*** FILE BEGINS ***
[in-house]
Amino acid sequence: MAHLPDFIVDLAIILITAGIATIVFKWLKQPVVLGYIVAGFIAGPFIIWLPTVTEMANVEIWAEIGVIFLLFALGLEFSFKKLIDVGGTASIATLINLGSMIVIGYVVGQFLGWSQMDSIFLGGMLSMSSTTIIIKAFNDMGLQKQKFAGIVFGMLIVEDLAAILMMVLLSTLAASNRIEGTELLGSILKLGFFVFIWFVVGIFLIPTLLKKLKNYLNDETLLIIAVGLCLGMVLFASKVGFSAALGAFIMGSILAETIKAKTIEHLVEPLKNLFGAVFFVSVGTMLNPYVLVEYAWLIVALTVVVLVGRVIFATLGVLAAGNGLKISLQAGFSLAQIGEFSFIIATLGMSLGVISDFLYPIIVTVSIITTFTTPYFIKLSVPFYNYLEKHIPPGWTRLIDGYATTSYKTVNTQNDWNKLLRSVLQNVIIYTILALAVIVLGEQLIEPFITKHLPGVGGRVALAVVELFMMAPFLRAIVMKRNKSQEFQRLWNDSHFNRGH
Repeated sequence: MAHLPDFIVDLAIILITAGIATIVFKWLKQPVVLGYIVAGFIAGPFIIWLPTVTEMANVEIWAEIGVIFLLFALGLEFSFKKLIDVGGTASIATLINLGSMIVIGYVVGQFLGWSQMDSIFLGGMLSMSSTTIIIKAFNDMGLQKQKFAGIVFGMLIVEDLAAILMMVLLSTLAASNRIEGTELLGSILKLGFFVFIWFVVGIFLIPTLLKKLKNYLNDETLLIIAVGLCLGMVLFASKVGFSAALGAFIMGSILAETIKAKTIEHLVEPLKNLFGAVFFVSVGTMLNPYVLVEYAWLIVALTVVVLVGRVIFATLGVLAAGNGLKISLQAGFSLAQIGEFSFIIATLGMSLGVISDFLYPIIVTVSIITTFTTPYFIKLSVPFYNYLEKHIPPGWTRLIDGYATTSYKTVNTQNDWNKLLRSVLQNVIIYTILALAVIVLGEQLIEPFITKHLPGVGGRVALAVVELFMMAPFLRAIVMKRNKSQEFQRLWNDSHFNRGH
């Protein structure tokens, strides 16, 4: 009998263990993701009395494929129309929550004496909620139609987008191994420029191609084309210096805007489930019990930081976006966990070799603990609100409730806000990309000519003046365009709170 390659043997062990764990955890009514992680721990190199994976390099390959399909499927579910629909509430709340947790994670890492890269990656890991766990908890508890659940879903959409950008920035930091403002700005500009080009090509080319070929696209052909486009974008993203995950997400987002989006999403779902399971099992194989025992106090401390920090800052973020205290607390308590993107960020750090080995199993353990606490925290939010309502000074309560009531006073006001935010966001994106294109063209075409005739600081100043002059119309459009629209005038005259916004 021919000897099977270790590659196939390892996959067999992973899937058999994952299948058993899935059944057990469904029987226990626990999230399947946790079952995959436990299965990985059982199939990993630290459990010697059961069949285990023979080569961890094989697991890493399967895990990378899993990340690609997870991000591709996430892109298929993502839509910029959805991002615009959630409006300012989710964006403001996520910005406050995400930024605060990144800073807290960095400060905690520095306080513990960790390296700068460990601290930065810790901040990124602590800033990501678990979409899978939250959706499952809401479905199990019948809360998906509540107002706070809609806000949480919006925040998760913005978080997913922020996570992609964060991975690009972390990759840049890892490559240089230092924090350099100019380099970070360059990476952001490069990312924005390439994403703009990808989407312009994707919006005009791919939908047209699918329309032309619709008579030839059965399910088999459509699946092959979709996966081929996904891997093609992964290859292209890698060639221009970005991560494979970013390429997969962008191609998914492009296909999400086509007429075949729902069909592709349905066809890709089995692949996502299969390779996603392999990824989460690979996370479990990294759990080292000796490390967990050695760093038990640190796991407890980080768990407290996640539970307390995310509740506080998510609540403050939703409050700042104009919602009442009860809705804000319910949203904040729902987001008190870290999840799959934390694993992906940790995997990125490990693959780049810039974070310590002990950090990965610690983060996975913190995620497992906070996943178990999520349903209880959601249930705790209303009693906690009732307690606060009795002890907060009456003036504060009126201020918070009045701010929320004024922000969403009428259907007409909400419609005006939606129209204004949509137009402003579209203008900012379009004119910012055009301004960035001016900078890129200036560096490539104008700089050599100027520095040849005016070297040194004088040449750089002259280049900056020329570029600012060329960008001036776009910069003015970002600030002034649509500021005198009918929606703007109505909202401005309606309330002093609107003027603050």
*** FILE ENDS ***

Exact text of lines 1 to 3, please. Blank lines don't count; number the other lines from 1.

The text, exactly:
[in-house]
Amino acid sequence: MAHLPDFIVDLAIILITAGIATIVFKWLKQPVVLGYIVAGFIAGPFIIWLPTVTEMANVEIWAEIGVIFLLFALGLEFSFKKLIDVGGTASIATLINLGSMIVIGYVVGQFLGWSQMDSIFLGGMLSMSSTTIIIKAFNDMGLQKQKFAGIVFGMLIVEDLAAILMMVLLSTLAASNRIEGTELLGSILKLGFFVFIWFVVGIFLIPTLLKKLKNYLNDETLLIIAVGLCLGMVLFASKVGFSAALGAFIMGSILAETIKAKTIEHLVEPLKNLFGAVFFVSVGTMLNPYVLVEYAWLIVALTVVVLVGRVIFATLGVLAAGNGLKISLQAGFSLAQIGEFSFIIATLGMSLGVISDFLYPIIVTVSIITTFTTPYFIKLSVPFYNYLEKHIPPGWTRLIDGYATTSYKTVNTQNDWNKLLRSVLQNVIIYTILALAVIVLGEQLIEPFITKHLPGVGGRVALAVVELFMMAPFLRAIVMKRNKSQEFQRLWNDSHFNRGH
Repeated sequence: MAHLPDFIVDLAIILITAGIATIVFKWLKQPVVLGYIVAGFIAGPFIIWLPTVTEMANVEIWAEIGVIFLLFALGLEFSFKKLIDVGGTASIATLINLGSMIVIGYVVGQFLGWSQMDSIFLGGMLSMSSTTIIIKAFNDMGLQKQKFAGIVFGMLIVEDLAAILMMVLLSTLAASNRIEGTELLGSILKLGFFVFIWFVVGIFLIPTLLKKLKNYLNDETLLIIAVGLCLGMVLFASKVGFSAALGAFIMGSILAETIKAKTIEHLVEPLKNLFGAVFFVSVGTMLNPYVLVEYAWLIVALTVVVLVGRVIFATLGVLAAGNGLKISLQAGFSLAQIGEFSFIIATLGMSLGVISDFLYPIIVTVSIITTFTTPYFIKLSVPFYNYLEKHIPPGWTRLIDGYATTSYKTVNTQNDWNKLLRSVLQNVIIYTILALAVIVLGEQLIEPFITKHLPGVGGRVALAVVELFMMAPFLRAIVMKRNKSQEFQRLWNDSHFNRGH